Are you sure your writing is really done?

You know how sometimes fried chicken is all brown and crispy on the outside, but then when you cut it open, it’s pink and bloody inside? That’s how I’m feeling about some of the work I have been reading in my role as one of the editors of the Timberline Review, for which submissions closed yesterday.

It happens mostly in poems, but also in prose. I start reading and think, wow, this is going to be great. What a fresh topic, what wonderful imagery. The rhythm, the emotion, the substance. And then . . . rats. The piece fizzles out. Suddenly I’m at the end, and the writer didn’t carry through with the promise he or she made at the beginning. The piece ends in a stream of vague generalities or clichés, goes on too long, or stops suddenly, leaving me wanting more. We grade the poems on a 1 to 4 scale, 1 being yes and 4 being forget about it. In my weariness last night, I gave one poem a 5. I hate, hate, hate starting out reading a 1 poem and having to give it a 4 because the writer didn’t finish it.

I worked in the newspaper business for a long time. We were lucky if we had time for two drafts, but if you’re writing on your own, you do have time for two or 20 or however many drafts it takes to make sure your work is the best it can be. Right now, take out a piece of paper and write down these words. Write them big. WHAT AM I TRYING TO SAY? Hang it up where you can see it and ask yourself that with everything you write.

Write your first drafts as loose and wild as you want. Don’t worry about things hanging together or even making sense. But when you revise and before you ever send your work out for publication, ask yourself that question. What am I trying to say? Write down what you’re trying to say in one sentence. And follow it up with: Does this piece of writing say it? Does it say it all the way from the first line to the last? Can I tie the opening and closing together? Are there sections that just don’t support that main idea? Did I run out of steam halfway through or quit too soon? Finish your thought. Then stop. The most common editing suggestion we’ve been making to our poets is to cut the final stanza. So take another look. Is your work really ready?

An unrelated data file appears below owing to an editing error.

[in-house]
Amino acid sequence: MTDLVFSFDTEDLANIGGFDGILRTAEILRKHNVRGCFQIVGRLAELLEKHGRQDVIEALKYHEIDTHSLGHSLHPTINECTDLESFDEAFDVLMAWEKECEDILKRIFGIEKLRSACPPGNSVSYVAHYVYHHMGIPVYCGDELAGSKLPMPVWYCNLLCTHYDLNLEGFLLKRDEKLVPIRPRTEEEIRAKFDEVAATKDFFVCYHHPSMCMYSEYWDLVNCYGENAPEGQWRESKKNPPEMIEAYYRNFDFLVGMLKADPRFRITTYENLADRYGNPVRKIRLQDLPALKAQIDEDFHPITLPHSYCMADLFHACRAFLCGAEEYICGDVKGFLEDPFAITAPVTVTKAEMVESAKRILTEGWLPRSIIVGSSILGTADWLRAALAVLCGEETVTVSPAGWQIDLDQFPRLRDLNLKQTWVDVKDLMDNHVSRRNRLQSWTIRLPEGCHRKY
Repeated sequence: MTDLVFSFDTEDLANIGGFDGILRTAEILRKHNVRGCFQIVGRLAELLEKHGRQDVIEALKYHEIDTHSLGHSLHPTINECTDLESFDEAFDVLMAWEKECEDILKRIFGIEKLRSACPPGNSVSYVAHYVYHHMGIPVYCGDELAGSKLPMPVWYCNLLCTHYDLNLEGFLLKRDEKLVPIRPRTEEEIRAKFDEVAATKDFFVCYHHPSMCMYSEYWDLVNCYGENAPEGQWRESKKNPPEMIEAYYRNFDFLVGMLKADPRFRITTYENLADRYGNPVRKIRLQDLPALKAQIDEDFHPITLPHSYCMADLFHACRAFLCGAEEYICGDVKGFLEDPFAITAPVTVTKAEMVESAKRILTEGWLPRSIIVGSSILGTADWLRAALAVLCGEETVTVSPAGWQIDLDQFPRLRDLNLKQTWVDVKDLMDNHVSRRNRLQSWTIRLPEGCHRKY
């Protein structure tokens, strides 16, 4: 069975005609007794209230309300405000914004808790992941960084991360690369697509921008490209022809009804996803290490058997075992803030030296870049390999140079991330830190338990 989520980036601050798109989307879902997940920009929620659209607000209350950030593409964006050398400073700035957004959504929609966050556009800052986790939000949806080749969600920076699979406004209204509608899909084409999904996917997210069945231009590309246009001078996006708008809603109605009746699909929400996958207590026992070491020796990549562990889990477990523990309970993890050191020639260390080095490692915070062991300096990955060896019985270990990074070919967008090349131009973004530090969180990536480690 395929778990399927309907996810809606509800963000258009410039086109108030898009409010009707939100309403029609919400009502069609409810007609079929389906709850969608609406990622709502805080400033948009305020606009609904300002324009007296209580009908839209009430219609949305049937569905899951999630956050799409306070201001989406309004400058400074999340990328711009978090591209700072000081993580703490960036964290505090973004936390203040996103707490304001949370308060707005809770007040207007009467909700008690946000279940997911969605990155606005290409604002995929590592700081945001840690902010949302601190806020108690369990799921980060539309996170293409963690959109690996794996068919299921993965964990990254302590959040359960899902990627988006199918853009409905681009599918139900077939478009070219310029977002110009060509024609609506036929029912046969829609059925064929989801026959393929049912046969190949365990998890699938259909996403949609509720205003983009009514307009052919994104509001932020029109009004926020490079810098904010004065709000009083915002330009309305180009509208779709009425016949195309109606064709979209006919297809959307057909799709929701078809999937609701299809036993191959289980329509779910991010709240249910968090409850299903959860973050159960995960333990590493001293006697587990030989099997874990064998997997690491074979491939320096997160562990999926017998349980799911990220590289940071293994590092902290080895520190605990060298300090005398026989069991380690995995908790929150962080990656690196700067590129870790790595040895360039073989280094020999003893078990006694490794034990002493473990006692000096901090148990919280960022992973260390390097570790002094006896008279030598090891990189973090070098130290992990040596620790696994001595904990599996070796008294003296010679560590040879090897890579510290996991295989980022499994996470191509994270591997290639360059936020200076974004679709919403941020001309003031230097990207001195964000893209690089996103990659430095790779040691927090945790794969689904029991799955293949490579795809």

Two other editor quibbles I have to share today:

1) If the guidelines say not to put your name on the submission, don’t put your name on it. Don’t put it in the file name or in your headers or footers, don’t put it anywhere except in your cover letter or the online form you use to submit. When editors say blind submissions, that’s what we want.

2) Learn the difference between lay and lie and how to conjugate them:

I lie down now, I lay down last night, I had lain down last Tuesday, I am lying down now.

I lay down the book now, I laid it down last night, I had laid it down last Tuesday, I am laying it down now.

See the nifty chart and examples at The Grammarist.

Now let’s go write.

Little things that drive editors nuts

Hey, did you know that . . .

* “Alright” is all wrong? It’s “all right,” two words. I know you see it in print all the time. It’s still wrong.

* When you’re about to recline on a bed, floor, beach, etc., it’s “lie” not “lay,” as in “I’m going to lie down now.” “Lay” is the past tense. “She got tired, so she lay down.”

* The past tense of “sink” is “sank.” Not “sunk.” Use it wrong and you are sunk with this editor.

* “Your” is a possessive word that indicates something belongs to you. “That’s your shoe.” If you want to indicate a state of being, such as me praising your wonderfulness, the correct word is “you’re.” “You’re wonderful.”

* “It’s” and “Its” are not the same thing. “It’s” is short for “it is” as in “It’s hot today.” “Its” is a possessive word, as in “The dog was chasing its tail.”

Editors care about this stuff. Get these things wrong on the first page or in your query/cover letter, and they’re going to move on to the next manuscript. So make sure you’re using these words correctly.